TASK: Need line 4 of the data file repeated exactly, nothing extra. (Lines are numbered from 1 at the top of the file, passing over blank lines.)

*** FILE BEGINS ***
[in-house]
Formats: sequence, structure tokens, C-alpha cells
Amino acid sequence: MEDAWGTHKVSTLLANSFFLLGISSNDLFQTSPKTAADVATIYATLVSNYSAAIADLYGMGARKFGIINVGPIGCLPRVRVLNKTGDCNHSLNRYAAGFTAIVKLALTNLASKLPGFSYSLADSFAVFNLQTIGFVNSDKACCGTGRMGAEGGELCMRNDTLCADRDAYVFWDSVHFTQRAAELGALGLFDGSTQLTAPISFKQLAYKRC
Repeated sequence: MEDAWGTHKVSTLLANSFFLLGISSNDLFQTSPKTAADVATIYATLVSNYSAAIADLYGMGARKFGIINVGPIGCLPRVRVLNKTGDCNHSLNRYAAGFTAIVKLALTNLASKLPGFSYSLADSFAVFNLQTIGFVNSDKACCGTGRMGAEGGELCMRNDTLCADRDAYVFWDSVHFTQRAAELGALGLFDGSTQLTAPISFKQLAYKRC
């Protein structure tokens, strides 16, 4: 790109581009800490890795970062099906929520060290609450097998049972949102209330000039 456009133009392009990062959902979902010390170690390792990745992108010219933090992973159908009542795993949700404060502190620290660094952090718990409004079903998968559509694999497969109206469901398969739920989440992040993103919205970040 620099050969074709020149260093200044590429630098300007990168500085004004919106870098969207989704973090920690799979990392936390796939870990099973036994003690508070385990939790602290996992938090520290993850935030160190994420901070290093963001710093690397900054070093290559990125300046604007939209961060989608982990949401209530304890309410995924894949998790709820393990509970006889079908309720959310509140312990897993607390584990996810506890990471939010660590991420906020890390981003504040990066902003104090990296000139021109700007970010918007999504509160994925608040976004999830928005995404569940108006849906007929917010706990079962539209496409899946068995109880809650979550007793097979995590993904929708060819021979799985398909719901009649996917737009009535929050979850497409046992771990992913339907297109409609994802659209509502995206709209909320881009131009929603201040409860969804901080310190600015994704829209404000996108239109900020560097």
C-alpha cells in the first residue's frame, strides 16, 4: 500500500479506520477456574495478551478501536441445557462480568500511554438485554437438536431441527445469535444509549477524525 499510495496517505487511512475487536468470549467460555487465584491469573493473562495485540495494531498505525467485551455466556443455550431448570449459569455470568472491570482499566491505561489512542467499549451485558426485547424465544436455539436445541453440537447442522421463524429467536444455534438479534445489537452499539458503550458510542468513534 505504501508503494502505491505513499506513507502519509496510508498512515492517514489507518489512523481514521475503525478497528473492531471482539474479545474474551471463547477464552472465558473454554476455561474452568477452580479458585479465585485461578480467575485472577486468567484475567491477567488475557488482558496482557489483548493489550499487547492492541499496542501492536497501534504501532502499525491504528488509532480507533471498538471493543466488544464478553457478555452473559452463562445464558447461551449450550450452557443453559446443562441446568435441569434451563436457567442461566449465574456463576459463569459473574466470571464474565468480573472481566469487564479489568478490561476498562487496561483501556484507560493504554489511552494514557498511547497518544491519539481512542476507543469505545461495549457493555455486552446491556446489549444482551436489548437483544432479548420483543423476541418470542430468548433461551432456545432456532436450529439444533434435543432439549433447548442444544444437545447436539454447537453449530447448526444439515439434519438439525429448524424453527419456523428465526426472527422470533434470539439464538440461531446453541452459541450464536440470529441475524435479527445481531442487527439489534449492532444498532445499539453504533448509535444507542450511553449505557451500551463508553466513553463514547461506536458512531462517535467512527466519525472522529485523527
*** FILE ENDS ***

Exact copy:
Repeated sequence: MEDAWGTHKVSTLLANSFFLLGISSNDLFQTSPKTAADVATIYATLVSNYSAAIADLYGMGARKFGIINVGPIGCLPRVRVLNKTGDCNHSLNRYAAGFTAIVKLALTNLASKLPGFSYSLADSFAVFNLQTIGFVNSDKACCGTGRMGAEGGELCMRNDTLCADRDAYVFWDSVHFTQRAAELGALGLFDGSTQLTAPISFKQLAYKRC